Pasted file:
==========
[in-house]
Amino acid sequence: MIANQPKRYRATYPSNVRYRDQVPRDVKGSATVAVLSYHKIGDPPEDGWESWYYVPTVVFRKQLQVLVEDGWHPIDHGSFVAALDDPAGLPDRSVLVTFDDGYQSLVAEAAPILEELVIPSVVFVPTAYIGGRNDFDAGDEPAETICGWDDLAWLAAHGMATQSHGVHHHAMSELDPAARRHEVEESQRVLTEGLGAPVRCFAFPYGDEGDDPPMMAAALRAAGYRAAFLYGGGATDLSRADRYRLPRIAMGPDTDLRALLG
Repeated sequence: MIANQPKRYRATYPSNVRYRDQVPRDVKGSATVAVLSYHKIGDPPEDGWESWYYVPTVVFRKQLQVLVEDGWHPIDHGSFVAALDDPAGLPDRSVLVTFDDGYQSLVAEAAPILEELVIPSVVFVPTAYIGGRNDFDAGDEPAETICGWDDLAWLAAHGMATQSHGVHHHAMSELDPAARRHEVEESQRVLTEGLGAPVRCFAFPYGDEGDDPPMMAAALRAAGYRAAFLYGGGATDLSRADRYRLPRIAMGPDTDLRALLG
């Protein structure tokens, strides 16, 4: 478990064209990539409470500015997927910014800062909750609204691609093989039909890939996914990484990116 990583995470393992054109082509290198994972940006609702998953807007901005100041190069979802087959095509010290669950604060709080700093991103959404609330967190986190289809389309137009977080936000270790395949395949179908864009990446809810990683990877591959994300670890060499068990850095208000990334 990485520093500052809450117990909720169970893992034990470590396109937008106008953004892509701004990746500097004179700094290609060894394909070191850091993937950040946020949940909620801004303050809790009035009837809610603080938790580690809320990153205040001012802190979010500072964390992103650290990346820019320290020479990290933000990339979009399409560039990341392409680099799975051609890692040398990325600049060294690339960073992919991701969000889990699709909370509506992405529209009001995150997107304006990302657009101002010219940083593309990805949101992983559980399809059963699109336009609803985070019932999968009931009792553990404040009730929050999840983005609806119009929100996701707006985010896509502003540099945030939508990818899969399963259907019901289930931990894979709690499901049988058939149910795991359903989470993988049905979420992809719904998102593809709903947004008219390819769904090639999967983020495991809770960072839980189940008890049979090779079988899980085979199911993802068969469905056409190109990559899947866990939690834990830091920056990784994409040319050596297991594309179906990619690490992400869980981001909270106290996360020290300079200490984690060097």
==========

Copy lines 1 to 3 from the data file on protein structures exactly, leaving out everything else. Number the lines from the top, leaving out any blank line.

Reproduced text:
[in-house]
Amino acid sequence: MIANQPKRYRATYPSNVRYRDQVPRDVKGSATVAVLSYHKIGDPPEDGWESWYYVPTVVFRKQLQVLVEDGWHPIDHGSFVAALDDPAGLPDRSVLVTFDDGYQSLVAEAAPILEELVIPSVVFVPTAYIGGRNDFDAGDEPAETICGWDDLAWLAAHGMATQSHGVHHHAMSELDPAARRHEVEESQRVLTEGLGAPVRCFAFPYGDEGDDPPMMAAALRAAGYRAAFLYGGGATDLSRADRYRLPRIAMGPDTDLRALLG
Repeated sequence: MIANQPKRYRATYPSNVRYRDQVPRDVKGSATVAVLSYHKIGDPPEDGWESWYYVPTVVFRKQLQVLVEDGWHPIDHGSFVAALDDPAGLPDRSVLVTFDDGYQSLVAEAAPILEELVIPSVVFVPTAYIGGRNDFDAGDEPAETICGWDDLAWLAAHGMATQSHGVHHHAMSELDPAARRHEVEESQRVLTEGLGAPVRCFAFPYGDEGDDPPMMAAALRAAGYRAAFLYGGGATDLSRADRYRLPRIAMGPDTDLRALLG